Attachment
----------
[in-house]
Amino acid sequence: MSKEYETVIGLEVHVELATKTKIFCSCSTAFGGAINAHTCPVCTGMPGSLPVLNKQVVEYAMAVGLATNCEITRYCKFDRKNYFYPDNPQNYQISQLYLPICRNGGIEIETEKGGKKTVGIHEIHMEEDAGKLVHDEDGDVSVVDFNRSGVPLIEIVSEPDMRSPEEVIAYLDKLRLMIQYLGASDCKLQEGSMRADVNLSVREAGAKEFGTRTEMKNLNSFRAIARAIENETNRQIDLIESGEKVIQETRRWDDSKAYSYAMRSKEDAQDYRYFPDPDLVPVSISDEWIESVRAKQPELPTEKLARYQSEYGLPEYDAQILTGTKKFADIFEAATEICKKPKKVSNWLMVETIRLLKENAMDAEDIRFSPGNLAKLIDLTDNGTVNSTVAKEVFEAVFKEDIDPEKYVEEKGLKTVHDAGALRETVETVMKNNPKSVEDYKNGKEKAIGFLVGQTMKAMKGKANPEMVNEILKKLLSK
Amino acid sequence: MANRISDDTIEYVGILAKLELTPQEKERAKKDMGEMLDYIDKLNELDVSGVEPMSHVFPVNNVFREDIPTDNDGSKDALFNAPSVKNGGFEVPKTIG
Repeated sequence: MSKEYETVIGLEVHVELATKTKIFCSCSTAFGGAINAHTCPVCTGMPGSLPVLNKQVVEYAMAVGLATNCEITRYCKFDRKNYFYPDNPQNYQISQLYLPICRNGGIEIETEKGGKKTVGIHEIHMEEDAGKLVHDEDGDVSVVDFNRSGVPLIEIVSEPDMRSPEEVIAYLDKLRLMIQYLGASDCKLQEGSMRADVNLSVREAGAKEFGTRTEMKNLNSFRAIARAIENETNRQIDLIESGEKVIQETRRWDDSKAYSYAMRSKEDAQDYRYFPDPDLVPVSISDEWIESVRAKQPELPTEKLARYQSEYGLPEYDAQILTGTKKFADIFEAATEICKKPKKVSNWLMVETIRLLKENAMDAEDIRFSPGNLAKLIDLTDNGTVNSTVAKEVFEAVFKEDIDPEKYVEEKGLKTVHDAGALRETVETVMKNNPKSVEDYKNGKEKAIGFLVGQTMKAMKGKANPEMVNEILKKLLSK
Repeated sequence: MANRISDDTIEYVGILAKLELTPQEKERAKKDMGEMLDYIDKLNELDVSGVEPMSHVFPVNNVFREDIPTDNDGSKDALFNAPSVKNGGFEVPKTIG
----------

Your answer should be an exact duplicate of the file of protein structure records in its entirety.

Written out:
[in-house]
Amino acid sequence: MSKEYETVIGLEVHVELATKTKIFCSCSTAFGGAINAHTCPVCTGMPGSLPVLNKQVVEYAMAVGLATNCEITRYCKFDRKNYFYPDNPQNYQISQLYLPICRNGGIEIETEKGGKKTVGIHEIHMEEDAGKLVHDEDGDVSVVDFNRSGVPLIEIVSEPDMRSPEEVIAYLDKLRLMIQYLGASDCKLQEGSMRADVNLSVREAGAKEFGTRTEMKNLNSFRAIARAIENETNRQIDLIESGEKVIQETRRWDDSKAYSYAMRSKEDAQDYRYFPDPDLVPVSISDEWIESVRAKQPELPTEKLARYQSEYGLPEYDAQILTGTKKFADIFEAATEICKKPKKVSNWLMVETIRLLKENAMDAEDIRFSPGNLAKLIDLTDNGTVNSTVAKEVFEAVFKEDIDPEKYVEEKGLKTVHDAGALRETVETVMKNNPKSVEDYKNGKEKAIGFLVGQTMKAMKGKANPEMVNEILKKLLSK
Amino acid sequence: MANRISDDTIEYVGILAKLELTPQEKERAKKDMGEMLDYIDKLNELDVSGVEPMSHVFPVNNVFREDIPTDNDGSKDALFNAPSVKNGGFEVPKTIG
Repeated sequence: MSKEYETVIGLEVHVELATKTKIFCSCSTAFGGAINAHTCPVCTGMPGSLPVLNKQVVEYAMAVGLATNCEITRYCKFDRKNYFYPDNPQNYQISQLYLPICRNGGIEIETEKGGKKTVGIHEIHMEEDAGKLVHDEDGDVSVVDFNRSGVPLIEIVSEPDMRSPEEVIAYLDKLRLMIQYLGASDCKLQEGSMRADVNLSVREAGAKEFGTRTEMKNLNSFRAIARAIENETNRQIDLIESGEKVIQETRRWDDSKAYSYAMRSKEDAQDYRYFPDPDLVPVSISDEWIESVRAKQPELPTEKLARYQSEYGLPEYDAQILTGTKKFADIFEAATEICKKPKKVSNWLMVETIRLLKENAMDAEDIRFSPGNLAKLIDLTDNGTVNSTVAKEVFEAVFKEDIDPEKYVEEKGLKTVHDAGALRETVETVMKNNPKSVEDYKNGKEKAIGFLVGQTMKAMKGKANPEMVNEILKKLLSK
Repeated sequence: MANRISDDTIEYVGILAKLELTPQEKERAKKDMGEMLDYIDKLNELDVSGVEPMSHVFPVNNVFREDIPTDNDGSKDALFNAPSVKNGGFEVPKTIG